August 12, 2013
FEDERAL TRADE COMMISSION, Plaintiff - Appellant
FINANCIAL FREEDOM PROCESSING, INCORPORATED, a corporation, formerly known as Financial Freedom of America, Incorporated; COREY BUTCHER, Individually and as an Officer of the Corporation; BRENT BUTCHER, Individually and as an Officer of the Corporation Defendants-Appellees FEDERAL TRADE COMMISSION, Plaintiff - Appellant
DEBT CONSULTANTS OF AMERICA, INCORPORATED; DEBT PROFESSIONALS OF AMERICA, INCORPORATED; ROBERT CREEL, Individually and as an Officer of the Corporations; COREY BUTCHER, Individually and as an Officer of the Corporations; NIKKI CREEL, Individually and as an Officer of the Corporations, also known as Nikki Vrla Defendants-Appellees
Appeal from the United States District Court for the Northern District of Texas USDC No. 3:10-CV-2447 (consol. with 3:10-CV-2446).
Before STEWART, Chief Judge, HIGGINBOTHAM and JONES, Circuit Judges.
PATRICK E.HIGGINBOTHAM, Circuit Judge: [*]
In 2010, the FTC sued three debt-negotiation companies — Financial Freedom of America, Inc., Debt Consultants of America, Inc., and Debt Professionals of America, Inc. ("the Companies") — as well as five of the individuals who owned or controlled them. According to the FTC, the defendants violated § 5 of the FTC Act by deceptively claiming, in radio ads, on their websites, and in sales calls, that the Companies could eliminate 30 to 60% of consumers' credit card debt in as little as 18 to 36 months. At trial, the defendants argued that the claims were perfectly accurate as interpreted by a reasonable consumer, who would have understood that (1) the advertised debt reduction excluded the Companies' fees and (2) the advertised debt reduction and timing excluded clients who dropped out of the programs. To support their interpretation of the claims, the defendants relied heavily on the Companies' disclosures in sales calls and enrollment agreements — disclosures made at or shortly before the point of purchase. The district court agreed that § 5 deception should be evaluated on the basis of all information the Companies disclosed to consumers up to the point of purchase. Based on this conclusion, it adopted the defendants' interpretation of the claims and entered judgment in their favor.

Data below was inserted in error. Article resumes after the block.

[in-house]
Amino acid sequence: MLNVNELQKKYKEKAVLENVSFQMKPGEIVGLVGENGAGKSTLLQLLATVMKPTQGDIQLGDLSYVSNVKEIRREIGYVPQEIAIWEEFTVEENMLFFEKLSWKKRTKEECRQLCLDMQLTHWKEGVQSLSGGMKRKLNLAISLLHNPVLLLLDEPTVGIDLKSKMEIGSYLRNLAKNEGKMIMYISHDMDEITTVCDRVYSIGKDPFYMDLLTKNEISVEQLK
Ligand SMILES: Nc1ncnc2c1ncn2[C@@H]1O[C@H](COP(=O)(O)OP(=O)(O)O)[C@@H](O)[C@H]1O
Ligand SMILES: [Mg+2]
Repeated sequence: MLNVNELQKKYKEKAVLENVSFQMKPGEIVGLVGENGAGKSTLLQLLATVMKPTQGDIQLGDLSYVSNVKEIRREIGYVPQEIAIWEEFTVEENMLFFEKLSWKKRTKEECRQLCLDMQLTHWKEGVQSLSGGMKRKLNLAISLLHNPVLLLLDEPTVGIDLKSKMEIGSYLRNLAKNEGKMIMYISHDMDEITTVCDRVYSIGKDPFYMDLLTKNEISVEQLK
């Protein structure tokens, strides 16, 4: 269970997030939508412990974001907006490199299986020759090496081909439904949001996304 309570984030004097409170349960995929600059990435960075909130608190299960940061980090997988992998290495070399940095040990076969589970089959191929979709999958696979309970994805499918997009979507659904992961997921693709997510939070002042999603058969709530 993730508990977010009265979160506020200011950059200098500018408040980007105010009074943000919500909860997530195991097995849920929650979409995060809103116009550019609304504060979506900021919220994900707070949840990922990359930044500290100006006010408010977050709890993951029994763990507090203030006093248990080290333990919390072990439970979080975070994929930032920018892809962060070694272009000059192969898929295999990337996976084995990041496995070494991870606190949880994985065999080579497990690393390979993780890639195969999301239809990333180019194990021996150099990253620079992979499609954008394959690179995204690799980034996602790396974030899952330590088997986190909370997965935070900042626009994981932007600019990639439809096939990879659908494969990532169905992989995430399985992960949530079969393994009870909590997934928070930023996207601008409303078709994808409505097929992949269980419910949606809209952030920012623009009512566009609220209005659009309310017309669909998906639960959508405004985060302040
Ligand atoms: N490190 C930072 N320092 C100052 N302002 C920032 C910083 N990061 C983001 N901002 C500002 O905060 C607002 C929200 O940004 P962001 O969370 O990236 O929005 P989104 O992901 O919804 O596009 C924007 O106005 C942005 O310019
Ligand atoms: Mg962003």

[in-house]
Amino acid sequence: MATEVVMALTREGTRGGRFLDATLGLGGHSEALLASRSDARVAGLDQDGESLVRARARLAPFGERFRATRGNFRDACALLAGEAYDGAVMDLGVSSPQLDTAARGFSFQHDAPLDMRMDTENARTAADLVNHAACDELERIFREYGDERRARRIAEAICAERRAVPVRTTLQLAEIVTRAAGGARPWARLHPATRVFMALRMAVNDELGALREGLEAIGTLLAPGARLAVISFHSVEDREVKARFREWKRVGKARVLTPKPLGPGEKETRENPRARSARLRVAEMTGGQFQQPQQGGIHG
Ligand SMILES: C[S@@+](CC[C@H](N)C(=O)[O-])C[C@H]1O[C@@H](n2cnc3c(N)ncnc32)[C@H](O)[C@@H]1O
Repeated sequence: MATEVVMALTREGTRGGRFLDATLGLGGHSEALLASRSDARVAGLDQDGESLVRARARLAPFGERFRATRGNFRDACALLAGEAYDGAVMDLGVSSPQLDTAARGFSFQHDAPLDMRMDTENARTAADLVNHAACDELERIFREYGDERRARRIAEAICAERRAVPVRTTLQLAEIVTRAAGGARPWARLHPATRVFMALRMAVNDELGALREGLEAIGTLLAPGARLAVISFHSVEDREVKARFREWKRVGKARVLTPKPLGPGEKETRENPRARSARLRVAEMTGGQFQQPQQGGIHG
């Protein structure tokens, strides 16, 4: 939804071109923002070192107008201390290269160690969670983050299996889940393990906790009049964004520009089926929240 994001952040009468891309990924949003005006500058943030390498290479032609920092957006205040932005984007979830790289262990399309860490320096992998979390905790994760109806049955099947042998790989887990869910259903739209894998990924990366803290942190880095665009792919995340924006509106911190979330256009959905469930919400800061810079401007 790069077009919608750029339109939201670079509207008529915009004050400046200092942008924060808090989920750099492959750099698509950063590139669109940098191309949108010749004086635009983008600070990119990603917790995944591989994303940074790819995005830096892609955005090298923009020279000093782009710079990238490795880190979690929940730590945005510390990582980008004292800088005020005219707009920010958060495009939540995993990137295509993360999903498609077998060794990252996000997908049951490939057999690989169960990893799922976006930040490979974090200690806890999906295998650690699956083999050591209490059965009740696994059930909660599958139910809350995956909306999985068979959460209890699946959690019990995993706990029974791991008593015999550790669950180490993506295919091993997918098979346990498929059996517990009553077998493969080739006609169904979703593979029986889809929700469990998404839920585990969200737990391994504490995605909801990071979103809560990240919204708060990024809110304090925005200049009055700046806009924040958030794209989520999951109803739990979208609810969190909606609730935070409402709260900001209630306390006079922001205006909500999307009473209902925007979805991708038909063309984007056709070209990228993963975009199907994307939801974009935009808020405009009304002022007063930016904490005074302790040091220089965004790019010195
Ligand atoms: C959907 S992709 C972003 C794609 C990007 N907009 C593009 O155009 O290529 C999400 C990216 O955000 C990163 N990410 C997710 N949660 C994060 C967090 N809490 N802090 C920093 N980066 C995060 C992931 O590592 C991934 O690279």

The district court's § 5 analysis is dubious. The Companies deployed a marketing campaign that utilized a variety of media and involved a series of discrete communications with consumers. Circuits to apply § 5 in such circumstances have concluded that "the law is violated if the first contact is secured by deception, even though the true facts are made known to the buyer before he enters into the contract of purchase." That is, "each advertisement must stand on its own merits; even if other advertisements contain accurate, non-deceptive claims, a violation may occur with respect to the deceptive ads."Hence, there is an argument with considerable purchase that the district court erred by considering not only the content of individual radio ads and websites (the Companies' "first contact" with consumers), but also critical disclosures made only when consumers arrived at the bargaining table.
The FTC, however, did not clearly challenge the district court's § 5 analysis on this ground in its briefs or during oral argument — despite pointed questioning. Rather, it chose to challenge the district court's factual determination that reasonable consumers at the point of purchase would have interpreted the Companies' debt-reduction and timing claims in a non-deceptive manner. The FTC's attempt to characterize this assessment of consumer perceptions as a legal conclusion is unavailing; we review such findings only for clear error. And while the Companies' radio ads and websites may be misleading — indeed, it is difficult to conclude that the websites are not deceptive — we are satisfied that substantial evidence supports the district court's finding that reasonable consumers were no longer deceived at the point of purchase. The judgment of the district court is AFFIRMED.
EDITH H. JONES, Circuit Judge, concurring:
I concur in my colleagues' rationale that the district court's findings of fact are not clearly erroneous but I am not so sure the district court misapplied the law, had FTC properly raised that issue. I concur in the judgment.